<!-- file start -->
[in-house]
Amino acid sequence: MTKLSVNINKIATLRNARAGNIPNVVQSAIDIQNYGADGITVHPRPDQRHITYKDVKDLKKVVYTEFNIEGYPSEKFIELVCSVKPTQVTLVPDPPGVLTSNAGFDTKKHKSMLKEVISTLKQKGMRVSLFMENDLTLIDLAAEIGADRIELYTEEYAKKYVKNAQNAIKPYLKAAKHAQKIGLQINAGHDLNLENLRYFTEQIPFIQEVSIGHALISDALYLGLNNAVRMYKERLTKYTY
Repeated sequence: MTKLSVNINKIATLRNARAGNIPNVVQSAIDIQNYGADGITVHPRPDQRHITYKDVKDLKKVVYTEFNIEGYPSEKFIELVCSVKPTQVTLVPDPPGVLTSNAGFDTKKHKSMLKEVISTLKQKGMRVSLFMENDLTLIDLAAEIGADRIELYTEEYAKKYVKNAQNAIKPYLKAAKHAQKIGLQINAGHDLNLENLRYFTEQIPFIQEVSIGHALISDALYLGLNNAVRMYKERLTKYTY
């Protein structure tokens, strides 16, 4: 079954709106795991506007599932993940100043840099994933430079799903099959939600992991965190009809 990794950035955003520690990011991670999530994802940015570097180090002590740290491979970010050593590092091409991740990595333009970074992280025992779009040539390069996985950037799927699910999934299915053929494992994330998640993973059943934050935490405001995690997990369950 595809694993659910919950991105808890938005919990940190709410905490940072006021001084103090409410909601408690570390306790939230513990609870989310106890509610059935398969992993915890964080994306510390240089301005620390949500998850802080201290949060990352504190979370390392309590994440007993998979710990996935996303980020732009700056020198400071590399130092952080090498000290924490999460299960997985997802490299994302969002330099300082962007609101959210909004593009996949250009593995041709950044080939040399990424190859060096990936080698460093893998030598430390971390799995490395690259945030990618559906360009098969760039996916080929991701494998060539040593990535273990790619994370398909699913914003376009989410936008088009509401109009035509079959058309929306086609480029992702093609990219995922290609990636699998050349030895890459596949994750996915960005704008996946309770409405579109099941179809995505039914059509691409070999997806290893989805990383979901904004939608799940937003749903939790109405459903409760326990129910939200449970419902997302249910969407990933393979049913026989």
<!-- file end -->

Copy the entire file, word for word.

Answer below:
[in-house]
Amino acid sequence: MTKLSVNINKIATLRNARAGNIPNVVQSAIDIQNYGADGITVHPRPDQRHITYKDVKDLKKVVYTEFNIEGYPSEKFIELVCSVKPTQVTLVPDPPGVLTSNAGFDTKKHKSMLKEVISTLKQKGMRVSLFMENDLTLIDLAAEIGADRIELYTEEYAKKYVKNAQNAIKPYLKAAKHAQKIGLQINAGHDLNLENLRYFTEQIPFIQEVSIGHALISDALYLGLNNAVRMYKERLTKYTY
Repeated sequence: MTKLSVNINKIATLRNARAGNIPNVVQSAIDIQNYGADGITVHPRPDQRHITYKDVKDLKKVVYTEFNIEGYPSEKFIELVCSVKPTQVTLVPDPPGVLTSNAGFDTKKHKSMLKEVISTLKQKGMRVSLFMENDLTLIDLAAEIGADRIELYTEEYAKKYVKNAQNAIKPYLKAAKHAQKIGLQINAGHDLNLENLRYFTEQIPFIQEVSIGHALISDALYLGLNNAVRMYKERLTKYTY
């Protein structure tokens, strides 16, 4: 079954709106795991506007599932993940100043840099994933430079799903099959939600992991965190009809 990794950035955003520690990011991670999530994802940015570097180090002590740290491979970010050593590092091409991740990595333009970074992280025992779009040539390069996985950037799927699910999934299915053929494992994330998640993973059943934050935490405001995690997990369950 595809694993659910919950991105808890938005919990940190709410905490940072006021001084103090409410909601408690570390306790939230513990609870989310106890509610059935398969992993915890964080994306510390240089301005620390949500998850802080201290949060990352504190979370390392309590994440007993998979710990996935996303980020732009700056020198400071590399130092952080090498000290924490999460299960997985997802490299994302969002330099300082962007609101959210909004593009996949250009593995041709950044080939040399990424190859060096990936080698460093893998030598430390971390799995490395690259945030990618559906360009098969760039996916080929991701494998060539040593990535273990790619994370398909699913914003376009989410936008088009509401109009035509079959058309929306086609480029992702093609990219995922290609990636699998050349030895890459596949994750996915960005704008996946309770409405579109099941179809995505039914059509691409070999997806290893989805990383979901904004939608799940937003749903939790109405459903409760326990129910939200449970419902997302249910969407990933393979049913026989």